04 Feb 2006

Barbarians versus Cowards


The Islamic position:

Syrian demonstrators invaded the Danish Embassy in Damascus and set fire to the building. In Gaza, protesters burned Danish flags chanting “Death to Denmark,” and gunmen stormed the European Union office. Radical Islamists pronounced a fatwa against the 500-strong Danish garrison in southern Iraq. In Kashmir, shops closed in protest. Pakistan’s Jamaat-e-Islami party offered a bounty of 50,000 Danish kroner for the murder of the Danish cartoonists. Jihadi websites are calling for suicide bombings in Denmark. Hezbollah’s head, Hassan Nasrallah, declared if Muslims had carried “out the fatwa of Imam Khomeini against the renegade Salman Rushdie, the scum who are insulting our Prophet Mohammed in Denmark, Norway, and France would not dare do so.” In a mosque in Ramallah inside the Palestinian territories, protesters shouted, “Bin Laden our beloved, Denmark must be blown up.” In Nablus, Hassan Sharaf, an imam at a local mosque told worshippers at his sermon “If they want a war of religions, we are ready.'”

The Western elites’ response:

The U.N. high commissioner for human rights, former Supreme Court of Canada justice Louise Arbour, announced: “I find alarming any behaviors that disregard the beliefs of others,” and launched investigations into “racism” and “disrespect for belief,” and asked for “an official explanation” from the Danish government.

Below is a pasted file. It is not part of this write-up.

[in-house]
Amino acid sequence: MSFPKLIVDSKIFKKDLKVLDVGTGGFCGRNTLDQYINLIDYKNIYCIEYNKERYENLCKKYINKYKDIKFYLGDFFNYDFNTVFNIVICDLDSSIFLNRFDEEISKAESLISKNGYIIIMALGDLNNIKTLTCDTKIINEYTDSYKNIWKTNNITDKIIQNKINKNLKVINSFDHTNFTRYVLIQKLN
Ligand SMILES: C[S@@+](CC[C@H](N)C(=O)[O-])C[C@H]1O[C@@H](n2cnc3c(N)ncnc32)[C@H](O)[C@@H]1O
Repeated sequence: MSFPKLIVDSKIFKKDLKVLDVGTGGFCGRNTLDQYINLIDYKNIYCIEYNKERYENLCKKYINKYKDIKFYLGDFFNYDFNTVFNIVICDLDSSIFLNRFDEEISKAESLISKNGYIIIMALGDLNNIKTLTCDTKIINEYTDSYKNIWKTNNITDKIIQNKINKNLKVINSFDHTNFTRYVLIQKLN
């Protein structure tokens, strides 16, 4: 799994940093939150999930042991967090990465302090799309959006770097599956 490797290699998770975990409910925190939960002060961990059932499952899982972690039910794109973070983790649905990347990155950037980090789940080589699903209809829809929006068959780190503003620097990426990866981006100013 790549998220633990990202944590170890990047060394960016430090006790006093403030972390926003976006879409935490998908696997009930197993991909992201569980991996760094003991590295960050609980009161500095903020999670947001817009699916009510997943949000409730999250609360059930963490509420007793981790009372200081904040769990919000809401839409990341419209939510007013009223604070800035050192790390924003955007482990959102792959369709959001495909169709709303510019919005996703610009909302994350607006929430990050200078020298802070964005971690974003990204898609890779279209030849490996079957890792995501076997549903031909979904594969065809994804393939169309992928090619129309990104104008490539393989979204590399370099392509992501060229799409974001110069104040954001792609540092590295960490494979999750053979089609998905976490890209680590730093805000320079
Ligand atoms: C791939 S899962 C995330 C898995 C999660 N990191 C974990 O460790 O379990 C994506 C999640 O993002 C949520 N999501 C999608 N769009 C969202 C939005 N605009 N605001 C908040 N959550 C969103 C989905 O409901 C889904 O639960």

In its first official comments on the caricatures, the Vatican, while deploring violent protests, said certain forms of criticism represent an “unacceptable provocation.” “The right to freedom of thought and expression … cannot entail the right to offend the religious sentiment of believers,” the Vatican said in a statement.

Major American newspapers, including The New York Times, The Washington Post, The Los Angeles Times and The Chicago Tribune, refused to publish the cartoons.

British Foreign Minister Jack Straw criticized newspapers that published the drawings. And State Department spokesman Kurtis Cooper declared: “These cartoons are indeed offensive to the belief of Muslims… We all fully recognize and respect freedom of the press and expression but it must be coupled with press responsibility. Inciting religious or ethnic hatreds in this manner is not acceptable.”

They may be ready for a war between religions and civilizations, but we are going to need different leadership before we are.


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